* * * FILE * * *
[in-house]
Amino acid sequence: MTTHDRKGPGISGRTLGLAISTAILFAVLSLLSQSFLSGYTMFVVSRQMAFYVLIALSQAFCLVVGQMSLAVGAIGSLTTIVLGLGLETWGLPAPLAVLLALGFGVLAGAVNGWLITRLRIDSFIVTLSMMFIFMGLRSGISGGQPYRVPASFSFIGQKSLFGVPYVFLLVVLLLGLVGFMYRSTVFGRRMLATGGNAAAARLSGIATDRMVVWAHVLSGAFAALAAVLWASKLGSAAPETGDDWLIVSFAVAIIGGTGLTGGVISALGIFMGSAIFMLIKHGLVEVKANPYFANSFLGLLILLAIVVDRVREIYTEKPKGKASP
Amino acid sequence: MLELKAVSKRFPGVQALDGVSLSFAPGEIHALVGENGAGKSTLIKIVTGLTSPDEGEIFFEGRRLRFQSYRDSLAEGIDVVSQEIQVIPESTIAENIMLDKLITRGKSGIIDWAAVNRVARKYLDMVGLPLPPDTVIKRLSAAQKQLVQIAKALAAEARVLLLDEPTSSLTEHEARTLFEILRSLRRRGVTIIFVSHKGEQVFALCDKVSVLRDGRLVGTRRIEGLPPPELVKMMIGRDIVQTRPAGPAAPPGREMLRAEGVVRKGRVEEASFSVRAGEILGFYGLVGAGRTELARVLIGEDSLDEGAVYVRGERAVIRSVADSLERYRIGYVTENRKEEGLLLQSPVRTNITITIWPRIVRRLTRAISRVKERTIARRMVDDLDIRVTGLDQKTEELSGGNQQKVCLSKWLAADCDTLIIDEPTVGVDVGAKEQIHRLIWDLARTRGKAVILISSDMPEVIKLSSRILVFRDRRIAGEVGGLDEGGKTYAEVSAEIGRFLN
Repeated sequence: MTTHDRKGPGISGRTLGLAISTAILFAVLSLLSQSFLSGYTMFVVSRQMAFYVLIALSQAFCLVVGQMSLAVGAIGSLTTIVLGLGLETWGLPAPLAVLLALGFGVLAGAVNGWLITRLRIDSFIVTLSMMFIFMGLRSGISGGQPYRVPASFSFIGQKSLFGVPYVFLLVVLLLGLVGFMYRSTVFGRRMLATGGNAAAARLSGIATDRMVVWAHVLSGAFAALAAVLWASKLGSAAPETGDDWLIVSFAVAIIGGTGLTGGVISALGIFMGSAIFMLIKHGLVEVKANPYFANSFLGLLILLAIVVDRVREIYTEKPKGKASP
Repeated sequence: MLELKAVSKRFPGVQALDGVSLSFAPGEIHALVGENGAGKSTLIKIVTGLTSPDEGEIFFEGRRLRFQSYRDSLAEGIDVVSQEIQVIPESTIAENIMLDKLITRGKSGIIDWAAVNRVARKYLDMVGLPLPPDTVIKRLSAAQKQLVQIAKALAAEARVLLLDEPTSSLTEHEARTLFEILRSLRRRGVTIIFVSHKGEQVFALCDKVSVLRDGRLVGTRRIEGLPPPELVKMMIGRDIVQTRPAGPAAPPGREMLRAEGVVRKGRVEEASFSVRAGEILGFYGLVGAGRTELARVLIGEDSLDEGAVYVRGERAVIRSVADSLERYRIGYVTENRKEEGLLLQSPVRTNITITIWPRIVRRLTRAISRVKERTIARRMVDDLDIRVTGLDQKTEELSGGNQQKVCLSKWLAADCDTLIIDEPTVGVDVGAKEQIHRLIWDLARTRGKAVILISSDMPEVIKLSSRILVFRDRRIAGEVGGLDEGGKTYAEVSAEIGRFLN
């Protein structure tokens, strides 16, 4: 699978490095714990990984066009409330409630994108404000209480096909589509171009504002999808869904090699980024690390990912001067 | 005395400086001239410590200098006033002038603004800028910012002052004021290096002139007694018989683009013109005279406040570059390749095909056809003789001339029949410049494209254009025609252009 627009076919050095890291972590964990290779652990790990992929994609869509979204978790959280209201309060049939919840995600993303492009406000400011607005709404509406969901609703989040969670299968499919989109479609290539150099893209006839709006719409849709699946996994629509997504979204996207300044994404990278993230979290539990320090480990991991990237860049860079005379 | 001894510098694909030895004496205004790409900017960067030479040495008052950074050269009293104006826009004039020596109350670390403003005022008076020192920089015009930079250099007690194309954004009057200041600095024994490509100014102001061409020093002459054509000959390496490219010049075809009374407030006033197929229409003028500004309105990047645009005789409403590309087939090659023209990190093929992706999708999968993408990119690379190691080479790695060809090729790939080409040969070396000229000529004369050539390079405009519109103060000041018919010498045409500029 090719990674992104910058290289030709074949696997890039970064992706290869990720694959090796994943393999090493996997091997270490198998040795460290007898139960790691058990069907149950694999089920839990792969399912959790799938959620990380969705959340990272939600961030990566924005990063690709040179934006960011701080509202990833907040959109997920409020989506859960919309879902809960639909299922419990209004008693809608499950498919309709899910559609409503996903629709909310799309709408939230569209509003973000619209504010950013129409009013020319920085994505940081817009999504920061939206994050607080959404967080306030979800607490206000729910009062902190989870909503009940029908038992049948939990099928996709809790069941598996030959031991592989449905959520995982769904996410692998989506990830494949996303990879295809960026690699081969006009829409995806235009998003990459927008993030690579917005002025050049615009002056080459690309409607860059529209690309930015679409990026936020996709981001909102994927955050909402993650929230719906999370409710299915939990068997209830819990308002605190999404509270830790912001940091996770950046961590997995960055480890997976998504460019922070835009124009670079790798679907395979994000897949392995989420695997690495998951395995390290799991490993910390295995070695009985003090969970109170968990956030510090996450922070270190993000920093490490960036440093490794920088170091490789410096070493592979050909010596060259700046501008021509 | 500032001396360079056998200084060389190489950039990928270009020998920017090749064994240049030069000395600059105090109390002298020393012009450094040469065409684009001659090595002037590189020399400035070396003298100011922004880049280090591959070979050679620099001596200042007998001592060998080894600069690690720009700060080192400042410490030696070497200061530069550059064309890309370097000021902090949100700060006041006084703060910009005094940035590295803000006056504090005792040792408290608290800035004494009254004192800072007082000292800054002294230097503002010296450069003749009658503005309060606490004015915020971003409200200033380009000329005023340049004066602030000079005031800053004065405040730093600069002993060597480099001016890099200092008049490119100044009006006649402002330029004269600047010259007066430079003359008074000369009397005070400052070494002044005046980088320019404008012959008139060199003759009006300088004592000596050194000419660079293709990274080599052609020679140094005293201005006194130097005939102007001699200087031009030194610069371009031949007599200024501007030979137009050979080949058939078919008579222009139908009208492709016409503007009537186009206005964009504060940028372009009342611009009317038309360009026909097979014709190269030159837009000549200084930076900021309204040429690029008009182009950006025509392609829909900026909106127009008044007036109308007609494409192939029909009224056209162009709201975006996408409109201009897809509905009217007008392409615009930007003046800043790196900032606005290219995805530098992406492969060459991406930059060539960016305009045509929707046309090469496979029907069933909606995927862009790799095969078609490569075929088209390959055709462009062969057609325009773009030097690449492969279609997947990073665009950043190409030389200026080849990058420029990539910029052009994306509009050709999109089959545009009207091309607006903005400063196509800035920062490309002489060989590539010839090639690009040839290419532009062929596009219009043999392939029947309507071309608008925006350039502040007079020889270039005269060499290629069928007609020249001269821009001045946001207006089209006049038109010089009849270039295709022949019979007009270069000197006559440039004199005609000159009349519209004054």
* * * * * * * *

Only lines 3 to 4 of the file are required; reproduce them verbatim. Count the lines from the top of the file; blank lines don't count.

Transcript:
Amino acid sequence: MLELKAVSKRFPGVQALDGVSLSFAPGEIHALVGENGAGKSTLIKIVTGLTSPDEGEIFFEGRRLRFQSYRDSLAEGIDVVSQEIQVIPESTIAENIMLDKLITRGKSGIIDWAAVNRVARKYLDMVGLPLPPDTVIKRLSAAQKQLVQIAKALAAEARVLLLDEPTSSLTEHEARTLFEILRSLRRRGVTIIFVSHKGEQVFALCDKVSVLRDGRLVGTRRIEGLPPPELVKMMIGRDIVQTRPAGPAAPPGREMLRAEGVVRKGRVEEASFSVRAGEILGFYGLVGAGRTELARVLIGEDSLDEGAVYVRGERAVIRSVADSLERYRIGYVTENRKEEGLLLQSPVRTNITITIWPRIVRRLTRAISRVKERTIARRMVDDLDIRVTGLDQKTEELSGGNQQKVCLSKWLAADCDTLIIDEPTVGVDVGAKEQIHRLIWDLARTRGKAVILISSDMPEVIKLSSRILVFRDRRIAGEVGGLDEGGKTYAEVSAEIGRFLN
Repeated sequence: MTTHDRKGPGISGRTLGLAISTAILFAVLSLLSQSFLSGYTMFVVSRQMAFYVLIALSQAFCLVVGQMSLAVGAIGSLTTIVLGLGLETWGLPAPLAVLLALGFGVLAGAVNGWLITRLRIDSFIVTLSMMFIFMGLRSGISGGQPYRVPASFSFIGQKSLFGVPYVFLLVVLLLGLVGFMYRSTVFGRRMLATGGNAAAARLSGIATDRMVVWAHVLSGAFAALAAVLWASKLGSAAPETGDDWLIVSFAVAIIGGTGLTGGVISALGIFMGSAIFMLIKHGLVEVKANPYFANSFLGLLILLAIVVDRVREIYTEKPKGKASP